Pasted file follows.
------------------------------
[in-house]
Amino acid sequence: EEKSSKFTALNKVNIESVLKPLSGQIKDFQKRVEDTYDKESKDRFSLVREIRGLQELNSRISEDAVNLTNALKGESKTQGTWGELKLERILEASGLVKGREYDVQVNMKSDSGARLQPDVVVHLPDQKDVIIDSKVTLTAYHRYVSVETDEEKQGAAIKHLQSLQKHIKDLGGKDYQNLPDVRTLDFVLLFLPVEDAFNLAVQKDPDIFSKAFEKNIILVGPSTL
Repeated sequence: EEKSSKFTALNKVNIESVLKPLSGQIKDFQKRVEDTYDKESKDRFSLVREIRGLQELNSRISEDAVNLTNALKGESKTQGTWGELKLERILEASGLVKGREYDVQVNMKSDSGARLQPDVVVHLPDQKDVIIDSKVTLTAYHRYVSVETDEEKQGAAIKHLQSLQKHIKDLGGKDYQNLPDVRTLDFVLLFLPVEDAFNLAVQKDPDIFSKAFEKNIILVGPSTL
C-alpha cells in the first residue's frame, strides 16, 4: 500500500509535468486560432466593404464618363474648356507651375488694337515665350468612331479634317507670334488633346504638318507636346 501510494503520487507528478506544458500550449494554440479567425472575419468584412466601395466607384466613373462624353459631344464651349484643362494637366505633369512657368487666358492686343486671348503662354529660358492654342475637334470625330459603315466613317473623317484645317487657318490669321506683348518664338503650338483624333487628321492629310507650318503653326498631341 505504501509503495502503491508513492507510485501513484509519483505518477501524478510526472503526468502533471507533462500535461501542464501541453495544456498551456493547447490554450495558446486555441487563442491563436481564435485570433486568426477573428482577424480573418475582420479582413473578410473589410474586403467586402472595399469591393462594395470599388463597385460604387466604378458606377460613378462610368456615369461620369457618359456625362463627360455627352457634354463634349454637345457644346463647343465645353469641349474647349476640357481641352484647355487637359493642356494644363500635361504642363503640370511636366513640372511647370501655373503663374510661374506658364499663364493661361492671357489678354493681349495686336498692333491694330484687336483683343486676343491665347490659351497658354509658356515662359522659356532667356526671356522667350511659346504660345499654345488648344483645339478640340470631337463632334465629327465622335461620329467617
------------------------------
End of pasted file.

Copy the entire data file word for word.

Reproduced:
[in-house]
Amino acid sequence: EEKSSKFTALNKVNIESVLKPLSGQIKDFQKRVEDTYDKESKDRFSLVREIRGLQELNSRISEDAVNLTNALKGESKTQGTWGELKLERILEASGLVKGREYDVQVNMKSDSGARLQPDVVVHLPDQKDVIIDSKVTLTAYHRYVSVETDEEKQGAAIKHLQSLQKHIKDLGGKDYQNLPDVRTLDFVLLFLPVEDAFNLAVQKDPDIFSKAFEKNIILVGPSTL
Repeated sequence: EEKSSKFTALNKVNIESVLKPLSGQIKDFQKRVEDTYDKESKDRFSLVREIRGLQELNSRISEDAVNLTNALKGESKTQGTWGELKLERILEASGLVKGREYDVQVNMKSDSGARLQPDVVVHLPDQKDVIIDSKVTLTAYHRYVSVETDEEKQGAAIKHLQSLQKHIKDLGGKDYQNLPDVRTLDFVLLFLPVEDAFNLAVQKDPDIFSKAFEKNIILVGPSTL
C-alpha cells in the first residue's frame, strides 16, 4: 500500500509535468486560432466593404464618363474648356507651375488694337515665350468612331479634317507670334488633346504638318507636346 501510494503520487507528478506544458500550449494554440479567425472575419468584412466601395466607384466613373462624353459631344464651349484643362494637366505633369512657368487666358492686343486671348503662354529660358492654342475637334470625330459603315466613317473623317484645317487657318490669321506683348518664338503650338483624333487628321492629310507650318503653326498631341 505504501509503495502503491508513492507510485501513484509519483505518477501524478510526472503526468502533471507533462500535461501542464501541453495544456498551456493547447490554450495558446486555441487563442491563436481564435485570433486568426477573428482577424480573418475582420479582413473578410473589410474586403467586402472595399469591393462594395470599388463597385460604387466604378458606377460613378462610368456615369461620369457618359456625362463627360455627352457634354463634349454637345457644346463647343465645353469641349474647349476640357481641352484647355487637359493642356494644363500635361504642363503640370511636366513640372511647370501655373503663374510661374506658364499663364493661361492671357489678354493681349495686336498692333491694330484687336483683343486676343491665347490659351497658354509658356515662359522659356532667356526671356522667350511659346504660345499654345488648344483645339478640340470631337463632334465629327465622335461620329467617